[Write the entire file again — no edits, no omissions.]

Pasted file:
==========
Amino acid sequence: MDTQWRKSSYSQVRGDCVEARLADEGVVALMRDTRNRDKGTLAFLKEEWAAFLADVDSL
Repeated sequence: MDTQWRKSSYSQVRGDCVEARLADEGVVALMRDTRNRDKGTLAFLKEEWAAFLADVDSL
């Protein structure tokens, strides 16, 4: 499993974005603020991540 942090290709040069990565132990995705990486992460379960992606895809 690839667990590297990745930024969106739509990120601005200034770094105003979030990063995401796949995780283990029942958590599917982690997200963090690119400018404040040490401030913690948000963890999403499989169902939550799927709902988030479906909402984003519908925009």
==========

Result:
Amino acid sequence: MDTQWRKSSYSQVRGDCVEARLADEGVVALMRDTRNRDKGTLAFLKEEWAAFLADVDSL
Repeated sequence: MDTQWRKSSYSQVRGDCVEARLADEGVVALMRDTRNRDKGTLAFLKEEWAAFLADVDSL
């Protein structure tokens, strides 16, 4: 499993974005603020991540 942090290709040069990565132990995705990486992460379960992606895809 690839667990590297990745930024969106739509990120601005200034770094105003979030990063995401796949995780283990029942958590599917982690997200963090690119400018404040040490401030913690948000963890999403499989169902939550799927709902988030479906909402984003519908925009």